Before we begin, let’s establish some rules. Generally, prescribed burning is done in pine stands. The reason is that hardwood bark can be thin and is not a good insulator against heat build-up during a fire. Fire can damage the hardwood tree making it more susceptible to fungi and rot.
Most of the southern pines do great in a fire ecosystem. The bark is thick and the tree is a natural invader of open areas, like those caused by fire or fallow fields.
Now, let’s carefully examine the pictures:
Believe it or not, these trees are the same age; they are separated by a fence. One owner elected to burn his property, while the other chose not to do so. Burning will actually put money in your pocket. In fact, the trees are bigger on the site that was burned.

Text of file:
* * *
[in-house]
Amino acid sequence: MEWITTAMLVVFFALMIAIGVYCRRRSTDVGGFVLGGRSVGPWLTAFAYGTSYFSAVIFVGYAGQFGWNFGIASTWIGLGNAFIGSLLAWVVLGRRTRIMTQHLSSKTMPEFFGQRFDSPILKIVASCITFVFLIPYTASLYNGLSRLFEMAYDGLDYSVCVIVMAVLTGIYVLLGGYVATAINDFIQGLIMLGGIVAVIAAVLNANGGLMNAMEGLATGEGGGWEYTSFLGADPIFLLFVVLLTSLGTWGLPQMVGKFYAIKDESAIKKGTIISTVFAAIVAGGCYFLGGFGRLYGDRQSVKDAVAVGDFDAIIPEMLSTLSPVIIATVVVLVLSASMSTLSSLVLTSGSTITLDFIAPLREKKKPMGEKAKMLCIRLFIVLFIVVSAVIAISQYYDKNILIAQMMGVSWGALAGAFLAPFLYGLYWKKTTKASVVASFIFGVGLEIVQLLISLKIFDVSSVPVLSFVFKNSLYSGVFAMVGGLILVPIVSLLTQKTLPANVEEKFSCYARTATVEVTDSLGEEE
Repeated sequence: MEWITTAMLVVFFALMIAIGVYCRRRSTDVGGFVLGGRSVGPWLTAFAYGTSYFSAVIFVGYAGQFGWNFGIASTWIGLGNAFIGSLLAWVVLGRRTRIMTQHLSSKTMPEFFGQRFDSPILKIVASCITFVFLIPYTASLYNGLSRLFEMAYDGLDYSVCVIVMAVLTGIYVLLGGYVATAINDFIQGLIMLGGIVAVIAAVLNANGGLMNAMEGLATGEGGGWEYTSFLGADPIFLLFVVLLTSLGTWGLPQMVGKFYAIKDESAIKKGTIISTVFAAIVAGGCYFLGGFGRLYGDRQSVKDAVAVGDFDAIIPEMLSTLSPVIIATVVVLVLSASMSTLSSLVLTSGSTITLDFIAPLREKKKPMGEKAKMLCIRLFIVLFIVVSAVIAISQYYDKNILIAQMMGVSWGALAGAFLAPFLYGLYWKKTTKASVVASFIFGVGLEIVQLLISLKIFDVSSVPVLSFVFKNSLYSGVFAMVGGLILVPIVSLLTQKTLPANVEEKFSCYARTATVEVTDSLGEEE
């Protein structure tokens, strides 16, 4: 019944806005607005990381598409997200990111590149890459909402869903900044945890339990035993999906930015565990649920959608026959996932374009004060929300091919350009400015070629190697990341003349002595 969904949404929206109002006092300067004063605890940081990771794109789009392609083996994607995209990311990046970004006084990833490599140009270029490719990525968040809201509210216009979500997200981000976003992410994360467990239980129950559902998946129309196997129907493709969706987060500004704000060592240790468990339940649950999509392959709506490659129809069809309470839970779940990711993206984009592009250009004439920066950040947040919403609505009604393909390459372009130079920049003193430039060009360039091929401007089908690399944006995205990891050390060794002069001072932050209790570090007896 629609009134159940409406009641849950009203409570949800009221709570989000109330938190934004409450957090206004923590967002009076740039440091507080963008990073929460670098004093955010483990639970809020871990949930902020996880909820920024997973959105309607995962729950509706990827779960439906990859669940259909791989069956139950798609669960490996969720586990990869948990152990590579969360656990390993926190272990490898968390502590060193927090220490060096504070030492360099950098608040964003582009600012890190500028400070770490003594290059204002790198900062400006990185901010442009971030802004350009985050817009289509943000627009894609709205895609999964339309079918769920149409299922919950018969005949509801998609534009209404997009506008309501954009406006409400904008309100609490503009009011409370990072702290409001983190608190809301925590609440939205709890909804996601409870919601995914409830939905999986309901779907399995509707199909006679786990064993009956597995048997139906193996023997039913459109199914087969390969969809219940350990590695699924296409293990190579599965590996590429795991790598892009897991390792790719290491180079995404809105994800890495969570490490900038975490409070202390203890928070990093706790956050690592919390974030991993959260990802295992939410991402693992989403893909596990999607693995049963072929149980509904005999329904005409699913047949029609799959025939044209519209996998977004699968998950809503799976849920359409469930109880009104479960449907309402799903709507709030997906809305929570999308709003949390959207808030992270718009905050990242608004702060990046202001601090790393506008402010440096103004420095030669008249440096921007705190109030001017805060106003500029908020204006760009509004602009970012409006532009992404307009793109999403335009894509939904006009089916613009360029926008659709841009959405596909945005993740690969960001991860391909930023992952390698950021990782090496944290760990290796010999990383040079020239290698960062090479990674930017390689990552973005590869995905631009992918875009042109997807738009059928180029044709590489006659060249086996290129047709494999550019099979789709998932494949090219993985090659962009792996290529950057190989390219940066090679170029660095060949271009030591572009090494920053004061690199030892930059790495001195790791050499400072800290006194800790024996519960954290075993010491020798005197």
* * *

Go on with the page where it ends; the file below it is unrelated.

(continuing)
The fire helps eliminate the herbaceous and woody competition on the site; therefore more water, nutrients, and sunlight are available to the trees. Another benefit of prescribed burning is visibility and accessibility. A forester cruising the timber needs good visibility. Whether he is using fixed radius plots or variable radius plots, he has to see the trees. Foresters can miss a tree during a cruise if the undergrowth is thick.
There is a minimal cost for conducting a control burn. The Georgia Forestry Commission said most of the fires they conduct cost the landowner between $12 and $17 per acre. In most cases, the LARGER the tract, the CHEAPER the burn!
Burning is a win-win situation and there are very few reasons not to burn. It helps keep a forest healthy.
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